To calculate the risk of a freak accident happening during a single year, you need two numbers: the population in that year and the number of deaths resulting from that type of circumstance during that year. For example: What is the risk of being injured in an amusement park accident?
First we need to know that in 2009 about 280 million Americans visited amusement parks -- this is the park population. Then we need to know that there were 1,086 reported park accidents that year. Divide the number of park guests by the number of reported injuries and you find that American amusement park visitors have about a 1 in 257,826 chance of being injured in a single year.
To calculate the chance of being injured this way in a lifetime, you need to know the one-year chance we just calculated and divide it by the life expectancy of a person born in that year – in this case, 2009. In 2009, American amusement park guests had a 1 in 257,826 chance of being injured at a park. The life expectancy at birth in 2009 was 78.5 years. Divide 257,826 by 78.5, and that makes the lifetime odds of being injured at an amusement park 1 in 3,284 [source: IAAPA, CDC].
Whether or not a freak accident happens to you isn't as black and white as these calculations alone. Look at it this way: Sure, the odds of being in a fatal car accident are greater than being attacked by a shark, but also keep in mind that more Americans ride in cars than swim or surf in shark-dwelling waters. If you live in Wichita, Kan., for example, you're about 1,400 miles (2253 kilometers) away from Venice Beach, Cal. and about 1,400 miles (2253 kilometers) from Venice, Fla. If you travel less than 1,200 miles (1931.2 kilometers) from home during your vacations -- most Americans vacation between about 100 and 1,200 miles (160.9 and 1931.2 kilometers) from home -- your risk of a shark attack, or even ever seeing the ocean for that matter, is going to be lower than a person who surfs in the Red Triangle, a spot off the coast of California that's notorious for sharks and shark injuries. In this instance, your location helps to mitigate your risk.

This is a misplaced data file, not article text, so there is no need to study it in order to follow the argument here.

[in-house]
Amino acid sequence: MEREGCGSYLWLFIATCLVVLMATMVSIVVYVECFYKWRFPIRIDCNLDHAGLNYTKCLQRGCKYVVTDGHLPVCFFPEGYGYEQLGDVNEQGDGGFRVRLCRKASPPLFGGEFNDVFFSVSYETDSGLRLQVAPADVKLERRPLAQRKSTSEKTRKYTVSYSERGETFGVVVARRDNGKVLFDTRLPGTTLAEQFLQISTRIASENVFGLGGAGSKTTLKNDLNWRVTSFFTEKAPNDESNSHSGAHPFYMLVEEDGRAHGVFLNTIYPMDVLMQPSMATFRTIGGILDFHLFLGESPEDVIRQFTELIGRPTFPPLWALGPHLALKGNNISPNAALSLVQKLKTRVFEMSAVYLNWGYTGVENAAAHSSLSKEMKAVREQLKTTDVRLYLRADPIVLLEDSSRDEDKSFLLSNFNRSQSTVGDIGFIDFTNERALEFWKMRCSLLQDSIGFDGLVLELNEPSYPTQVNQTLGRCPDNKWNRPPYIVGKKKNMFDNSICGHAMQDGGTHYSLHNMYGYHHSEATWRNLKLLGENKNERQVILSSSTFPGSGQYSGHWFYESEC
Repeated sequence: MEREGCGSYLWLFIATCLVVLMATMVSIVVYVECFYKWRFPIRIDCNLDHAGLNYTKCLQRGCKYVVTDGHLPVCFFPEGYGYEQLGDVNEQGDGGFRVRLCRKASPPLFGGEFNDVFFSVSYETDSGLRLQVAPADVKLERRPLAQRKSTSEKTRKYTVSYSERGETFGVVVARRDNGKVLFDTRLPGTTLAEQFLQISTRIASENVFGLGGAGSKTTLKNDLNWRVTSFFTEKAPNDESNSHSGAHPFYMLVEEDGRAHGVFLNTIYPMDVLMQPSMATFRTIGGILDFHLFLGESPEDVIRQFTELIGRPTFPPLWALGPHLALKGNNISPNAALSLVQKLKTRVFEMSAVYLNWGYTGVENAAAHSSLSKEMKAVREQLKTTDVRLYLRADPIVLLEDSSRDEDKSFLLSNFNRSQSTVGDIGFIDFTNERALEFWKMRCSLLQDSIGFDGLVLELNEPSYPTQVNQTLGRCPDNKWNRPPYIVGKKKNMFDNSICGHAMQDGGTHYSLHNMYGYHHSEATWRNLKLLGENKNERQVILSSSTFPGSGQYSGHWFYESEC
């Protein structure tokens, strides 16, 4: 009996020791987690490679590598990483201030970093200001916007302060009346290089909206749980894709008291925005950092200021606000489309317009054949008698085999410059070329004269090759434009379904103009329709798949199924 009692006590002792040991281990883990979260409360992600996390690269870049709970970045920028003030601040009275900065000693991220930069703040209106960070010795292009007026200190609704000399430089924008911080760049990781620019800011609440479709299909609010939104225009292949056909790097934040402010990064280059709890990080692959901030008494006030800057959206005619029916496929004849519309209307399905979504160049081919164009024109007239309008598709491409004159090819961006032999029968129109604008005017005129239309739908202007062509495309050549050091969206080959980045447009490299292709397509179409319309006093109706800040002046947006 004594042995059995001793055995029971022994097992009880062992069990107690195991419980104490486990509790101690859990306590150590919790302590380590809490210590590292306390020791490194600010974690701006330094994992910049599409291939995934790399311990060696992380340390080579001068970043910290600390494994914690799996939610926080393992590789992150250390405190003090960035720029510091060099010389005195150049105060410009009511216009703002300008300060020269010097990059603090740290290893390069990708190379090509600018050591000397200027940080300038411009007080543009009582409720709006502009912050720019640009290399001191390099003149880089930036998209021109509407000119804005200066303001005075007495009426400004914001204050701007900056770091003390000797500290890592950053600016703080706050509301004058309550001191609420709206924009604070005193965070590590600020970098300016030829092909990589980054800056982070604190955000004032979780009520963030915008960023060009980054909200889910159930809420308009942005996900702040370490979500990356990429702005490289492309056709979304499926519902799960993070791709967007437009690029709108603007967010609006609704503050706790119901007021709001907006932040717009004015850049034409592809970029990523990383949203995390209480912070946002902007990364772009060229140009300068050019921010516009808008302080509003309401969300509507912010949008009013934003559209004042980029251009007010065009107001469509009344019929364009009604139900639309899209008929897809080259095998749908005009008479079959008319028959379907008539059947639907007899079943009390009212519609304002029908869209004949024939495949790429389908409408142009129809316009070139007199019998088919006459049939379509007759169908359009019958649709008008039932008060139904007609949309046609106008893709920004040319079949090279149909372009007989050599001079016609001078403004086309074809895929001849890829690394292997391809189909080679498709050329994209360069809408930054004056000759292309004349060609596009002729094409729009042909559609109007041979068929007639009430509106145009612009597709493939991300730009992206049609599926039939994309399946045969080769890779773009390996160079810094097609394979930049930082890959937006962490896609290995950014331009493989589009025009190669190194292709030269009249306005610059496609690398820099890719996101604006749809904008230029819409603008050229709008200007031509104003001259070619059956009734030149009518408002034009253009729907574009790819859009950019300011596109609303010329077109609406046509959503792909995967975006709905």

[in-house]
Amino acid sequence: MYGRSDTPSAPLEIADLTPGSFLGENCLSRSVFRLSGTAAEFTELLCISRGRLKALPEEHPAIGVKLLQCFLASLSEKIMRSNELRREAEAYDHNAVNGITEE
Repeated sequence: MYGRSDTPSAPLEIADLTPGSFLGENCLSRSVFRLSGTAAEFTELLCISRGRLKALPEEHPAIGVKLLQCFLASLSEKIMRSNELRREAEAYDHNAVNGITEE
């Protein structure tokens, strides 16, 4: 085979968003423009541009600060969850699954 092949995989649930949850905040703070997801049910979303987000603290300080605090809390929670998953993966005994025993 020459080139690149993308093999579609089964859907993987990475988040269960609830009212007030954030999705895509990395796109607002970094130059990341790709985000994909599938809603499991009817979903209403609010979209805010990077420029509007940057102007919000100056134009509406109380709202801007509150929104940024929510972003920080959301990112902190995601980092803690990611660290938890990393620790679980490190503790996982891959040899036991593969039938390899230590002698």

While you may not be able to foresee all ways to prevent injury or death resulting from an act of nature (or perhaps your neighbor's trampoline), you are in control of lowering your risk of premature death from such things as chronic disease, including heart disease, diabetes and cancer. Quit smoking, exercise at least 30 minutes every day and eat a healthy diet -- and to be safe, never rock or tilt a vending machine to get that stuck candy bar.